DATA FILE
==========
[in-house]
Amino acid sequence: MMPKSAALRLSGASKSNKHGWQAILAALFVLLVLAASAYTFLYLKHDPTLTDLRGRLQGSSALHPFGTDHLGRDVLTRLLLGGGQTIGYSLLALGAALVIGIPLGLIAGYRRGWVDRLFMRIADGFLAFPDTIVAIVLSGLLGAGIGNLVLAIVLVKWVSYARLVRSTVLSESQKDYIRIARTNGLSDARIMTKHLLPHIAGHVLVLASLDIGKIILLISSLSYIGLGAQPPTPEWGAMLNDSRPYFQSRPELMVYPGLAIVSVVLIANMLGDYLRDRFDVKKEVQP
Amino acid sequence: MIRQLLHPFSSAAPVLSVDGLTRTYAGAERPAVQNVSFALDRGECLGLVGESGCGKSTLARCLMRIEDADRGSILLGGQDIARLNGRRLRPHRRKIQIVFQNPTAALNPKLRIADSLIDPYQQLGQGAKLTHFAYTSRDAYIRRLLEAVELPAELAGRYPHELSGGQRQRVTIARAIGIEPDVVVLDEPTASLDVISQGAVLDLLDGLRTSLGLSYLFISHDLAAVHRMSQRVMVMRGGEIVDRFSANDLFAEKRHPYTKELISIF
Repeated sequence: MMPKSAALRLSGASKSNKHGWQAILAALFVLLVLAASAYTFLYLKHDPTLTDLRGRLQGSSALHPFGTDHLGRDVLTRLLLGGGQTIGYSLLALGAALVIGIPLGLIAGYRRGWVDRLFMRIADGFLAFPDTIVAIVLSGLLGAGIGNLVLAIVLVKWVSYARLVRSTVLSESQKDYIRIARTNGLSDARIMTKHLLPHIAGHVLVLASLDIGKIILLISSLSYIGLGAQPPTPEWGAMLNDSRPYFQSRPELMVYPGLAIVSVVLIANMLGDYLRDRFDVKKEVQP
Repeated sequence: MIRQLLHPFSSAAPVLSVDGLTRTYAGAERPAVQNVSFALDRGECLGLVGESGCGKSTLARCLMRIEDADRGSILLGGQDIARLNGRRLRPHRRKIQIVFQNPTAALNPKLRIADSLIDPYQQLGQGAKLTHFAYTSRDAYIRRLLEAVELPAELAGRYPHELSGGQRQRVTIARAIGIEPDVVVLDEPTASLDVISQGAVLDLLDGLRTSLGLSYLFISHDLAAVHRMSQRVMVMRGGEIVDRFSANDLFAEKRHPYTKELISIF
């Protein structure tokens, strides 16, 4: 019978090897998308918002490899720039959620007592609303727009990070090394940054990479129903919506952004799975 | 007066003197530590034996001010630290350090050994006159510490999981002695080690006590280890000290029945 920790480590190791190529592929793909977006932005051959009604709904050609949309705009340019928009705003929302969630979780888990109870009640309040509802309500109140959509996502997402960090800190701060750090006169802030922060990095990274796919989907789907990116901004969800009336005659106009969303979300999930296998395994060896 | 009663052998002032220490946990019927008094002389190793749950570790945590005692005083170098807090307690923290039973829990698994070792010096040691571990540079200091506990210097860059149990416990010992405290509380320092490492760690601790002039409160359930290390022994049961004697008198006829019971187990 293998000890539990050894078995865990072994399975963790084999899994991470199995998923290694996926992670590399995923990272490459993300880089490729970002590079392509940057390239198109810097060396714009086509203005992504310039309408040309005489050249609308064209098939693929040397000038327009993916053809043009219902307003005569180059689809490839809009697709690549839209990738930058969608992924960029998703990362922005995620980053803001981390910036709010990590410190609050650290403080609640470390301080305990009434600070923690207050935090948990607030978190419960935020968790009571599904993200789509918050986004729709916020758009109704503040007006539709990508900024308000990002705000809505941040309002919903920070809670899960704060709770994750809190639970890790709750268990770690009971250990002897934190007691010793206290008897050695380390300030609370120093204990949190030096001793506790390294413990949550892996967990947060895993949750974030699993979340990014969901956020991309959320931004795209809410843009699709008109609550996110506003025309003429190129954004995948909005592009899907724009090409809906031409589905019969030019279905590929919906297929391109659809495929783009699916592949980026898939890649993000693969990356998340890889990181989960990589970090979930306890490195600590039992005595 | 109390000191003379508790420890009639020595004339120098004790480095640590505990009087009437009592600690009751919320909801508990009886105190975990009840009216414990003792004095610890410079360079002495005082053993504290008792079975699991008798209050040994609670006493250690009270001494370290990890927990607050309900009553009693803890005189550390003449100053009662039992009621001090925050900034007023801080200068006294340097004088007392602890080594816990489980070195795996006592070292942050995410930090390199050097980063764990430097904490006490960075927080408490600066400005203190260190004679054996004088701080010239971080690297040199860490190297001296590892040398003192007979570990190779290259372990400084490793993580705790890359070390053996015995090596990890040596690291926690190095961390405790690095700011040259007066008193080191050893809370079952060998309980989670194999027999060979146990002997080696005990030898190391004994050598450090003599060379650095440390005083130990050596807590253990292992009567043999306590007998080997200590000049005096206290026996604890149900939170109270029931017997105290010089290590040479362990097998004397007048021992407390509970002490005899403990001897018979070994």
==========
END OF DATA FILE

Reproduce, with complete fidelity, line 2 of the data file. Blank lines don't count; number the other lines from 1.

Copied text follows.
Amino acid sequence: MMPKSAALRLSGASKSNKHGWQAILAALFVLLVLAASAYTFLYLKHDPTLTDLRGRLQGSSALHPFGTDHLGRDVLTRLLLGGGQTIGYSLLALGAALVIGIPLGLIAGYRRGWVDRLFMRIADGFLAFPDTIVAIVLSGLLGAGIGNLVLAIVLVKWVSYARLVRSTVLSESQKDYIRIARTNGLSDARIMTKHLLPHIAGHVLVLASLDIGKIILLISSLSYIGLGAQPPTPEWGAMLNDSRPYFQSRPELMVYPGLAIVSVVLIANMLGDYLRDRFDVKKEVQP